Halfway down the trail, he came upon the slide. It was a small affair, only a few tons of earth and crumbling rock; but, starting from fifty feet above, it had struck the water pipe with force sufficient to break it at a connection. Before proceeding to work, he glanced up the path of the slide, and he glanced with the eye of the earth-trained miner. And he saw what made his eyes startle and cease for the moment from questing farther.
"Hello," he communed aloud, "look who's here."
His glance moved on up the steep broken surface, and across it from side to side. Here and there, in places, small twisted manzanitas were rooted precariously, but in the main, save for weeds and grass, that portion of the canon was bare. There were signs of a surface that had shifted often as the rains poured a flow of rich eroded soil from above over the lip of the canon.
"A true fissure vein, or I never saw one," he proclaimed softly.
And as the old hunting instincts had aroused that day in the wolf-dog, so in him recrudesced all the old hot desire of gold-hunting. Dropping the hammer and pipe-wrench, but retaining pick and shovel, he climbed up the slide to where a vague line of outputting but mostly soil-covered rock could be seen. It was all but indiscernible, but his practised eye had sketched the hidden formation which it signified. Here and there, along this wall of the vein, he attacked the crumbling rock with the pick and shoveled the encumbering soil away. Several times he examined this rock. So soft was some of it that he could break it in his fingers. Shifting a dozen feet higher up, he again attacked with pick and shovel. And this time, when he rubbed the soil from a chunk of rock and looked, he straightened up suddenly, gasping with delight. And then, like a deer at a drinking pool in fear of its enemies, he flung a quick glance around to see if any eye were gazing upon him. He grinned at his own foolishness and returned to his examination of the chunk. A slant of sunlight fell on it, and it was all aglitter with tiny specks of unmistakable free gold.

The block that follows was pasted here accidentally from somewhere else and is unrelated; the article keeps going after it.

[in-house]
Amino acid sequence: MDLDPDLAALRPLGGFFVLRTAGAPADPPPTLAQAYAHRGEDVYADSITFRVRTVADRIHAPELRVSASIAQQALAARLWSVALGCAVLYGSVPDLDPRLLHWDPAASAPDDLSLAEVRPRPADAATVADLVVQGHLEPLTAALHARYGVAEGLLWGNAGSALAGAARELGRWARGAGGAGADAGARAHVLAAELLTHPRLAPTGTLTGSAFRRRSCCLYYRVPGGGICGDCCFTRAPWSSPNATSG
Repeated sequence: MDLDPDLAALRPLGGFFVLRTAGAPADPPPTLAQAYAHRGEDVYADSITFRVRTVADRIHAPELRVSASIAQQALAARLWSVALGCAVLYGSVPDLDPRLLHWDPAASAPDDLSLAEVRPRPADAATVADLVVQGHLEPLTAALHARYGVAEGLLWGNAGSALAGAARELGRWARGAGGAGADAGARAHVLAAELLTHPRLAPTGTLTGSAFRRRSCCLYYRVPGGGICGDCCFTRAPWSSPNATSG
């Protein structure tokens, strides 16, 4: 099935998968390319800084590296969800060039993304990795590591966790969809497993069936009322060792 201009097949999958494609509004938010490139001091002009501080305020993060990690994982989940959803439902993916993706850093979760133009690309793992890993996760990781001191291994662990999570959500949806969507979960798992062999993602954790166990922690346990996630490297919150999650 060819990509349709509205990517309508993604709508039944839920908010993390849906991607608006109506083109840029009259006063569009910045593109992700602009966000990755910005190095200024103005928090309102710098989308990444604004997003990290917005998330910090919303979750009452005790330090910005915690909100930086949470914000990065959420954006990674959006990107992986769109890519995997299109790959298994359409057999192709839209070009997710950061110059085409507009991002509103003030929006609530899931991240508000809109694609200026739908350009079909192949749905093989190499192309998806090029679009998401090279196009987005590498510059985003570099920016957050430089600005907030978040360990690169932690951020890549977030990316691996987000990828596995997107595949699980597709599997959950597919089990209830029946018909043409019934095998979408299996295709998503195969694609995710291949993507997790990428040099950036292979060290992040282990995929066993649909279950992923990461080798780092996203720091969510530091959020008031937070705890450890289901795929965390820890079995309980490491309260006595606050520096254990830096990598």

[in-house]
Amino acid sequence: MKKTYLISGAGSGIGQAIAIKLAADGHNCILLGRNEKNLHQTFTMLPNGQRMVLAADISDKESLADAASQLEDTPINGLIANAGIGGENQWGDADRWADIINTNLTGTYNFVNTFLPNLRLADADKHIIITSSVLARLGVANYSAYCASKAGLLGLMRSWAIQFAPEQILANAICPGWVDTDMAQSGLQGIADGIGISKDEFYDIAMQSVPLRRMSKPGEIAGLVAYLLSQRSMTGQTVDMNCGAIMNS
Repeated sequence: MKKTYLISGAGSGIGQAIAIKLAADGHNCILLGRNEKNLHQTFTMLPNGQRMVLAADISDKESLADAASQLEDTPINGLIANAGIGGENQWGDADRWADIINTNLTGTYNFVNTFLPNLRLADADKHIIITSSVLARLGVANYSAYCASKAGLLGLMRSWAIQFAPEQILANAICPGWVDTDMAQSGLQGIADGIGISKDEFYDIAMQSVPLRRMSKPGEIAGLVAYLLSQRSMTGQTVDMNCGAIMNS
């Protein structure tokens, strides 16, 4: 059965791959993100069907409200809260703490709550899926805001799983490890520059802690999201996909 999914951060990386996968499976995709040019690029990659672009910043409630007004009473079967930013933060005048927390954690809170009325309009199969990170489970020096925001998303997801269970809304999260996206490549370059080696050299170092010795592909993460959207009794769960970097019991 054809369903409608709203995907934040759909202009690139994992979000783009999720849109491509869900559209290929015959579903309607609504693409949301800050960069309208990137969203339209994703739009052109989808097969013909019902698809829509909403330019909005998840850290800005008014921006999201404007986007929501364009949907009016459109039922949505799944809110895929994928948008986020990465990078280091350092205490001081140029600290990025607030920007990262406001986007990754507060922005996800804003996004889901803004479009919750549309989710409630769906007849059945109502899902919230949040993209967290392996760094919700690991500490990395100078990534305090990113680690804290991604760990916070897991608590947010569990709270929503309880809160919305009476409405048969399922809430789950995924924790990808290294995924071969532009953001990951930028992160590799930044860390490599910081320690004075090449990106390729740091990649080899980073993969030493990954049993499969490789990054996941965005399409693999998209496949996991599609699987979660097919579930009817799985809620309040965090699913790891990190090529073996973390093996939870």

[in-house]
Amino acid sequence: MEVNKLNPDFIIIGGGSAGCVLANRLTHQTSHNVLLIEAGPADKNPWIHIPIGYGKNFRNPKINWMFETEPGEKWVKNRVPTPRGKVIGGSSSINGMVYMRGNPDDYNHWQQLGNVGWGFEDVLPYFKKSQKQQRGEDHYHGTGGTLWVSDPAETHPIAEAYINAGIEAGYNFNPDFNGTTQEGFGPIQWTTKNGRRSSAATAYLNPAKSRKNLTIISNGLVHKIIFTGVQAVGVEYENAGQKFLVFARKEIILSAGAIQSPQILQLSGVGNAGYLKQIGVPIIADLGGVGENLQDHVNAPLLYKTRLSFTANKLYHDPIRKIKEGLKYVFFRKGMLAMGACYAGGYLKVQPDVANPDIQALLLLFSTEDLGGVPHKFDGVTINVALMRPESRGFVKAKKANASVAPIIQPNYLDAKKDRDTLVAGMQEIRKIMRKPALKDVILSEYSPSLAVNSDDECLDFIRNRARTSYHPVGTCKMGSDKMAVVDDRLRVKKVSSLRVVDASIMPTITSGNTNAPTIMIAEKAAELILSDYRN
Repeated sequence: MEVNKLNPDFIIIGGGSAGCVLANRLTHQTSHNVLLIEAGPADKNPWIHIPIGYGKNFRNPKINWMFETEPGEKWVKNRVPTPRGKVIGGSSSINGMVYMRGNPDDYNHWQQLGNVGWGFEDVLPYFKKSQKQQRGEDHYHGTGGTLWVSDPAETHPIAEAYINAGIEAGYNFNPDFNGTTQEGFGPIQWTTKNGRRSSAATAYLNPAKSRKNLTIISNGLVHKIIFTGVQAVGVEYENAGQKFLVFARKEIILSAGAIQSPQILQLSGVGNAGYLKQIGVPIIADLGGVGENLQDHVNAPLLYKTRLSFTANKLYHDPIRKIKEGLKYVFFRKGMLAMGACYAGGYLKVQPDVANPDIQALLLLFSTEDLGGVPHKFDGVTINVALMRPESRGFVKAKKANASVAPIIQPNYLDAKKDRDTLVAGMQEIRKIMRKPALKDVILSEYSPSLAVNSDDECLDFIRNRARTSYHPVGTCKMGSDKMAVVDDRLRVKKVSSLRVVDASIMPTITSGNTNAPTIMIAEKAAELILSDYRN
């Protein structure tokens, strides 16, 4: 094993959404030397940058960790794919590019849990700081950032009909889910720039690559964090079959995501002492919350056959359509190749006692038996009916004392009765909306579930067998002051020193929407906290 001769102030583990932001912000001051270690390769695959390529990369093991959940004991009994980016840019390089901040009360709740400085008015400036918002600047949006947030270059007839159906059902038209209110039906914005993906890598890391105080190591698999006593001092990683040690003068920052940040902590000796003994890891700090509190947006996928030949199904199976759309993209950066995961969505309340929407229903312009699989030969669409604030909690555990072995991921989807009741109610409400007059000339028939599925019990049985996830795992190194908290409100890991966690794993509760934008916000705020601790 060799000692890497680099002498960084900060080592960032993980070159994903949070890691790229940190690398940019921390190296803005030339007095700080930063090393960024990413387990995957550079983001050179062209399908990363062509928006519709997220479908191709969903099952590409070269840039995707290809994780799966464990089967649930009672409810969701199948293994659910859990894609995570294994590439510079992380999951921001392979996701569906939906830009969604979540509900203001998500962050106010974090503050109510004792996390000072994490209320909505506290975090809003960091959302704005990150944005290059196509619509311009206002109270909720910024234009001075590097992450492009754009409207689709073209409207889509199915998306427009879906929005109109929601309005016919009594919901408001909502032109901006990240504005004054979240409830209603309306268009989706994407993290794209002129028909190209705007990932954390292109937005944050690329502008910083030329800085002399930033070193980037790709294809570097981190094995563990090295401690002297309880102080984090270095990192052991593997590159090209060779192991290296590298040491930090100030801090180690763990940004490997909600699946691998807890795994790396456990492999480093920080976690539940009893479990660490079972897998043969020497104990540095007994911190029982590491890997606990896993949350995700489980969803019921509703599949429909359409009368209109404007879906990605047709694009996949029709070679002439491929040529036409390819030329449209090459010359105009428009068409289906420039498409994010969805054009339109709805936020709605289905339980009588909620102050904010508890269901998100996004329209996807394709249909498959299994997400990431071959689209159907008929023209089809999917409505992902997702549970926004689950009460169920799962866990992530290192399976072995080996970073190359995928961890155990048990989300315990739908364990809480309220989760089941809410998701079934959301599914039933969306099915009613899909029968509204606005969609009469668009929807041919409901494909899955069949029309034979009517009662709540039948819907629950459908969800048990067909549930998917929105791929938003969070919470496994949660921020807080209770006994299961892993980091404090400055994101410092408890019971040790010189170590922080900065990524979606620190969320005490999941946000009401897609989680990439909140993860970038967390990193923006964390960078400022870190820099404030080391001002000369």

"From the grass roots down," he muttered in an awestricken voice, as he swung his pick into the yielding surface.
He seemed to undergo a transformation. No quart of cocktails had ever put such a flame in his cheeks nor such a fire in his eyes. As he worked, he was caught up in the old passion that had ruled most of his life. A frenzy seized him that markedly increased from moment to moment. He worked like a madman, till he panted from his exertions and the sweat dripped from his face to the ground. He quested across the face of the slide to the opposite wall of the vein and back again. And, midway, he dug down through the red volcanic earth that had washed from the disintegrating hill above, until he uncovered quartz, rotten quartz, that broke and crumbled in his hands and showed to be alive with free gold.
Sometimes he started small slides of earth that covered up his work and compelled him to dig again. Once, he was swept fifty feet down the canon-side; but he floundered and scrambled up again without pausing for breath. He hit upon quartz that was so rotten that it was almost like clay, and here the gold was richer than ever. It was a veritable treasure chamber. For a hundred feet up and down he traced the walls of the vein. He even climbed over the canon-lip to look along the brow of the hill for signs of the outcrop. But that could wait, and he hurried back to his find.